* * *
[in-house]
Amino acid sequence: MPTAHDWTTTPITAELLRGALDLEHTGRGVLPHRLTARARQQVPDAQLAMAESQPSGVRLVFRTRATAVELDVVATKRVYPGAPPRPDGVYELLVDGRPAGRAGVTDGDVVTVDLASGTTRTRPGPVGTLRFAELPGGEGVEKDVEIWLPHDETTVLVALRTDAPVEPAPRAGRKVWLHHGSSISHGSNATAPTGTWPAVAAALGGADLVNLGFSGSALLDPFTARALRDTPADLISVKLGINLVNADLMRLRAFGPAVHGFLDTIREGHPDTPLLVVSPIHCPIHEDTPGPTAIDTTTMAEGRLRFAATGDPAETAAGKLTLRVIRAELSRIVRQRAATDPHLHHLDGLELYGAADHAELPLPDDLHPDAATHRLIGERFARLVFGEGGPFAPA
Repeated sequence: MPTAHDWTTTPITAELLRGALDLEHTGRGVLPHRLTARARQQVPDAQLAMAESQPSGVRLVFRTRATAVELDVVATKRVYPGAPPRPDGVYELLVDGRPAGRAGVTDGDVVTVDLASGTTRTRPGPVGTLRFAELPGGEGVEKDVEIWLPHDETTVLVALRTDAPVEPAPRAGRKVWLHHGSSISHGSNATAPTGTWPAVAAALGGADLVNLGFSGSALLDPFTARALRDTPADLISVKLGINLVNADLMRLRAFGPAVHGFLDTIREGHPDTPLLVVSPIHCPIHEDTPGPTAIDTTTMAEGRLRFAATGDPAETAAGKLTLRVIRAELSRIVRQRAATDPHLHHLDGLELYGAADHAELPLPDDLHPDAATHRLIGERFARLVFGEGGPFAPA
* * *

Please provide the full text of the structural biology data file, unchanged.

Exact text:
[in-house]
Amino acid sequence: MPTAHDWTTTPITAELLRGALDLEHTGRGVLPHRLTARARQQVPDAQLAMAESQPSGVRLVFRTRATAVELDVVATKRVYPGAPPRPDGVYELLVDGRPAGRAGVTDGDVVTVDLASGTTRTRPGPVGTLRFAELPGGEGVEKDVEIWLPHDETTVLVALRTDAPVEPAPRAGRKVWLHHGSSISHGSNATAPTGTWPAVAAALGGADLVNLGFSGSALLDPFTARALRDTPADLISVKLGINLVNADLMRLRAFGPAVHGFLDTIREGHPDTPLLVVSPIHCPIHEDTPGPTAIDTTTMAEGRLRFAATGDPAETAAGKLTLRVIRAELSRIVRQRAATDPHLHHLDGLELYGAADHAELPLPDDLHPDAATHRLIGERFARLVFGEGGPFAPA
Repeated sequence: MPTAHDWTTTPITAELLRGALDLEHTGRGVLPHRLTARARQQVPDAQLAMAESQPSGVRLVFRTRATAVELDVVATKRVYPGAPPRPDGVYELLVDGRPAGRAGVTDGDVVTVDLASGTTRTRPGPVGTLRFAELPGGEGVEKDVEIWLPHDETTVLVALRTDAPVEPAPRAGRKVWLHHGSSISHGSNATAPTGTWPAVAAALGGADLVNLGFSGSALLDPFTARALRDTPADLISVKLGINLVNADLMRLRAFGPAVHGFLDTIREGHPDTPLLVVSPIHCPIHEDTPGPTAIDTTTMAEGRLRFAATGDPAETAAGKLTLRVIRAELSRIVRQRAATDPHLHHLDGLELYGAADHAELPLPDDLHPDAATHRLIGERFARLVFGEGGPFAPA